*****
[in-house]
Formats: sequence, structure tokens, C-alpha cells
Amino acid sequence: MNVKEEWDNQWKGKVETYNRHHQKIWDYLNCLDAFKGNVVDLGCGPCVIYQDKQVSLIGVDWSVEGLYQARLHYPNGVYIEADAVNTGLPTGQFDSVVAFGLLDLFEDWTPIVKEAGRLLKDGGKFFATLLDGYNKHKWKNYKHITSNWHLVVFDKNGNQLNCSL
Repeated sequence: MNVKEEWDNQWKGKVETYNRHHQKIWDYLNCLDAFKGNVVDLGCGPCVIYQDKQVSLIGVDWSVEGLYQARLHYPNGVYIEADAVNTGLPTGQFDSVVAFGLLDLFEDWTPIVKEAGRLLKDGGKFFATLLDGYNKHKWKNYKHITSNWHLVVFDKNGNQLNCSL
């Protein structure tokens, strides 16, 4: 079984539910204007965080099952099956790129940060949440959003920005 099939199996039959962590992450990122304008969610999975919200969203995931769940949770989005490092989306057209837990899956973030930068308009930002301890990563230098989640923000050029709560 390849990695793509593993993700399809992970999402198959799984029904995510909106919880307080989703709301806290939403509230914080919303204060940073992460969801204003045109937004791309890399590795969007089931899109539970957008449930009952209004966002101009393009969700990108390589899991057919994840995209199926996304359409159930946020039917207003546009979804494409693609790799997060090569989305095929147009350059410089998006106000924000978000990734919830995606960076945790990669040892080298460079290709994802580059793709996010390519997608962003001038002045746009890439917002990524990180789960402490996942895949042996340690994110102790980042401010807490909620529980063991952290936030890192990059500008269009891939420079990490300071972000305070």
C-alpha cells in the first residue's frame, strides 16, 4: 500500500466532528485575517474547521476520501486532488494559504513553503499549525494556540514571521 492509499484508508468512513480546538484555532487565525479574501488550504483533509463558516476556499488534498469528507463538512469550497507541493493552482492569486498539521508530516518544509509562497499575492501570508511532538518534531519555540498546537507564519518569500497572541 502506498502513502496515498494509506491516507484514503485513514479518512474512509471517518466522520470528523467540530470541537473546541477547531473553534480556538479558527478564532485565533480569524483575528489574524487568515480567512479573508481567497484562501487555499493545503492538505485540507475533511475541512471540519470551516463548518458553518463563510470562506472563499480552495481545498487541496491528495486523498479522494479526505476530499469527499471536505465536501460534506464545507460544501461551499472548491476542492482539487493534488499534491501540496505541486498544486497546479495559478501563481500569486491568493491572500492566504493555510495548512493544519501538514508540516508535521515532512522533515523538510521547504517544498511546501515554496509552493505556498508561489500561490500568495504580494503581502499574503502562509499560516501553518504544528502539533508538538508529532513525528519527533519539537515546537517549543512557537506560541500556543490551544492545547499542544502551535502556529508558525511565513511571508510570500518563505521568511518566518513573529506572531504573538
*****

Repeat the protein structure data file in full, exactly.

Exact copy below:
[in-house]
Formats: sequence, structure tokens, C-alpha cells
Amino acid sequence: MNVKEEWDNQWKGKVETYNRHHQKIWDYLNCLDAFKGNVVDLGCGPCVIYQDKQVSLIGVDWSVEGLYQARLHYPNGVYIEADAVNTGLPTGQFDSVVAFGLLDLFEDWTPIVKEAGRLLKDGGKFFATLLDGYNKHKWKNYKHITSNWHLVVFDKNGNQLNCSL
Repeated sequence: MNVKEEWDNQWKGKVETYNRHHQKIWDYLNCLDAFKGNVVDLGCGPCVIYQDKQVSLIGVDWSVEGLYQARLHYPNGVYIEADAVNTGLPTGQFDSVVAFGLLDLFEDWTPIVKEAGRLLKDGGKFFATLLDGYNKHKWKNYKHITSNWHLVVFDKNGNQLNCSL
């Protein structure tokens, strides 16, 4: 079984539910204007965080099952099956790129940060949440959003920005 099939199996039959962590992450990122304008969610999975919200969203995931769940949770989005490092989306057209837990899956973030930068308009930002301890990563230098989640923000050029709560 390849990695793509593993993700399809992970999402198959799984029904995510909106919880307080989703709301806290939403509230914080919303204060940073992460969801204003045109937004791309890399590795969007089931899109539970957008449930009952209004966002101009393009969700990108390589899991057919994840995209199926996304359409159930946020039917207003546009979804494409693609790799997060090569989305095929147009350059410089998006106000924000978000990734919830995606960076945790990669040892080298460079290709994802580059793709996010390519997608962003001038002045746009890439917002990524990180789960402490996942895949042996340690994110102790980042401010807490909620529980063991952290936030890192990059500008269009891939420079990490300071972000305070």
C-alpha cells in the first residue's frame, strides 16, 4: 500500500466532528485575517474547521476520501486532488494559504513553503499549525494556540514571521 492509499484508508468512513480546538484555532487565525479574501488550504483533509463558516476556499488534498469528507463538512469550497507541493493552482492569486498539521508530516518544509509562497499575492501570508511532538518534531519555540498546537507564519518569500497572541 502506498502513502496515498494509506491516507484514503485513514479518512474512509471517518466522520470528523467540530470541537473546541477547531473553534480556538479558527478564532485565533480569524483575528489574524487568515480567512479573508481567497484562501487555499493545503492538505485540507475533511475541512471540519470551516463548518458553518463563510470562506472563499480552495481545498487541496491528495486523498479522494479526505476530499469527499471536505465536501460534506464545507460544501461551499472548491476542492482539487493534488499534491501540496505541486498544486497546479495559478501563481500569486491568493491572500492566504493555510495548512493544519501538514508540516508535521515532512522533515523538510521547504517544498511546501515554496509552493505556498508561489500561490500568495504580494503581502499574503502562509499560516501553518504544528502539533508538538508529532513525528519527533519539537515546537517549543512557537506560541500556543490551544492545547499542544502551535502556529508558525511565513511571508510570500518563505521568511518566518513573529506572531504573538